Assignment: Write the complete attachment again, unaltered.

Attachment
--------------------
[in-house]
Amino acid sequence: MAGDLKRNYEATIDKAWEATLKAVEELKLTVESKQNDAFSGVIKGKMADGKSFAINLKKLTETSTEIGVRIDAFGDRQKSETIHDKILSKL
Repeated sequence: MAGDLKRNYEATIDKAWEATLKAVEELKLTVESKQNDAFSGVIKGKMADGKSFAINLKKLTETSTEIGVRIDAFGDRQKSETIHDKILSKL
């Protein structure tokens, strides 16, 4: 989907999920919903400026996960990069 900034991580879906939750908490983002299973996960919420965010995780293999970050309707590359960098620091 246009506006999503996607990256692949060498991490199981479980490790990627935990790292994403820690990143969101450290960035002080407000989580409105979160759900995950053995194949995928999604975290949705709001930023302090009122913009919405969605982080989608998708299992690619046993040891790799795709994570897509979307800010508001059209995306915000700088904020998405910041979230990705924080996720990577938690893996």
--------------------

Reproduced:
[in-house]
Amino acid sequence: MAGDLKRNYEATIDKAWEATLKAVEELKLTVESKQNDAFSGVIKGKMADGKSFAINLKKLTETSTEIGVRIDAFGDRQKSETIHDKILSKL
Repeated sequence: MAGDLKRNYEATIDKAWEATLKAVEELKLTVESKQNDAFSGVIKGKMADGKSFAINLKKLTETSTEIGVRIDAFGDRQKSETIHDKILSKL
């Protein structure tokens, strides 16, 4: 989907999920919903400026996960990069 900034991580879906939750908490983002299973996960919420965010995780293999970050309707590359960098620091 246009506006999503996607990256692949060498991490199981479980490790990627935990790292994403820690990143969101450290960035002080407000989580409105979160759900995950053995194949995928999604975290949705709001930023302090009122913009919405969605982080989608998708299992690619046993040891790799795709994570897509979307800010508001059209995306915000700088904020998405910041979230990705924080996720990577938690893996």